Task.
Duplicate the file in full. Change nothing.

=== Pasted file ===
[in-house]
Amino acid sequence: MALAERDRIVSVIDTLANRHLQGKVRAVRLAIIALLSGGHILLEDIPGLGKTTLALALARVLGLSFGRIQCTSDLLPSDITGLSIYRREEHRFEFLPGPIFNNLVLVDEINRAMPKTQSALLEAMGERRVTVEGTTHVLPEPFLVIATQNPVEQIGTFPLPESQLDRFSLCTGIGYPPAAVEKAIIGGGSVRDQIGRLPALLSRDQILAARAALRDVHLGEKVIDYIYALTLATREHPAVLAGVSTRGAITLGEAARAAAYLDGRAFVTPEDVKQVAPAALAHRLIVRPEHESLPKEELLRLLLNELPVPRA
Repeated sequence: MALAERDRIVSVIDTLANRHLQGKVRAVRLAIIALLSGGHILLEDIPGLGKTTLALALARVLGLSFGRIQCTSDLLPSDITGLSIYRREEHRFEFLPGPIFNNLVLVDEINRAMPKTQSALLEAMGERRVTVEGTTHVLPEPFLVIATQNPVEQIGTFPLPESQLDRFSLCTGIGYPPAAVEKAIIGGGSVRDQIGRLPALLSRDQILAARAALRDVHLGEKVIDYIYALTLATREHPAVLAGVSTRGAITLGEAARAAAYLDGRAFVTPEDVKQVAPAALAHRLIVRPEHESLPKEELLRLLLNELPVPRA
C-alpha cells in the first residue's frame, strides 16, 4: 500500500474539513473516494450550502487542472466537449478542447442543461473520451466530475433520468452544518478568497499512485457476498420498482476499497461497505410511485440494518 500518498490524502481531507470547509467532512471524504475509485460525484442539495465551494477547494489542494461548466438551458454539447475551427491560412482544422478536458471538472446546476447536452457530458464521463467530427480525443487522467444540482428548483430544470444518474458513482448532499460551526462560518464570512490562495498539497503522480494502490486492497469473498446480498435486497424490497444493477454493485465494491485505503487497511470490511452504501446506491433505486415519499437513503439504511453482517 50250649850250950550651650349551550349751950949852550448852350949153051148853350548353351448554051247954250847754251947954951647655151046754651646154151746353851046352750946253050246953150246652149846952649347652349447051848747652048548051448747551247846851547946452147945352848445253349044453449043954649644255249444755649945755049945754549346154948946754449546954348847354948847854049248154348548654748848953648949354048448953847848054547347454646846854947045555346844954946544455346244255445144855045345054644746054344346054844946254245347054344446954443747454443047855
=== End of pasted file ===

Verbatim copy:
[in-house]
Amino acid sequence: MALAERDRIVSVIDTLANRHLQGKVRAVRLAIIALLSGGHILLEDIPGLGKTTLALALARVLGLSFGRIQCTSDLLPSDITGLSIYRREEHRFEFLPGPIFNNLVLVDEINRAMPKTQSALLEAMGERRVTVEGTTHVLPEPFLVIATQNPVEQIGTFPLPESQLDRFSLCTGIGYPPAAVEKAIIGGGSVRDQIGRLPALLSRDQILAARAALRDVHLGEKVIDYIYALTLATREHPAVLAGVSTRGAITLGEAARAAAYLDGRAFVTPEDVKQVAPAALAHRLIVRPEHESLPKEELLRLLLNELPVPRA
Repeated sequence: MALAERDRIVSVIDTLANRHLQGKVRAVRLAIIALLSGGHILLEDIPGLGKTTLALALARVLGLSFGRIQCTSDLLPSDITGLSIYRREEHRFEFLPGPIFNNLVLVDEINRAMPKTQSALLEAMGERRVTVEGTTHVLPEPFLVIATQNPVEQIGTFPLPESQLDRFSLCTGIGYPPAAVEKAIIGGGSVRDQIGRLPALLSRDQILAARAALRDVHLGEKVIDYIYALTLATREHPAVLAGVSTRGAITLGEAARAAAYLDGRAFVTPEDVKQVAPAALAHRLIVRPEHESLPKEELLRLLLNELPVPRA
C-alpha cells in the first residue's frame, strides 16, 4: 500500500474539513473516494450550502487542472466537449478542447442543461473520451466530475433520468452544518478568497499512485457476498420498482476499497461497505410511485440494518 500518498490524502481531507470547509467532512471524504475509485460525484442539495465551494477547494489542494461548466438551458454539447475551427491560412482544422478536458471538472446546476447536452457530458464521463467530427480525443487522467444540482428548483430544470444518474458513482448532499460551526462560518464570512490562495498539497503522480494502490486492497469473498446480498435486497424490497444493477454493485465494491485505503487497511470490511452504501446506491433505486415519499437513503439504511453482517 50250649850250950550651650349551550349751950949852550448852350949153051148853350548353351448554051247954250847754251947954951647655151046754651646154151746353851046352750946253050246953150246652149846952649347652349447051848747652048548051448747551247846851547946452147945352848445253349044453449043954649644255249444755649945755049945754549346154948946754449546954348847354948847854049248154348548654748848953648949354048448953847848054547347454646846854947045555346844954946544455346244255445144855045345054644746054344346054844946254245347054344446954443747454443047855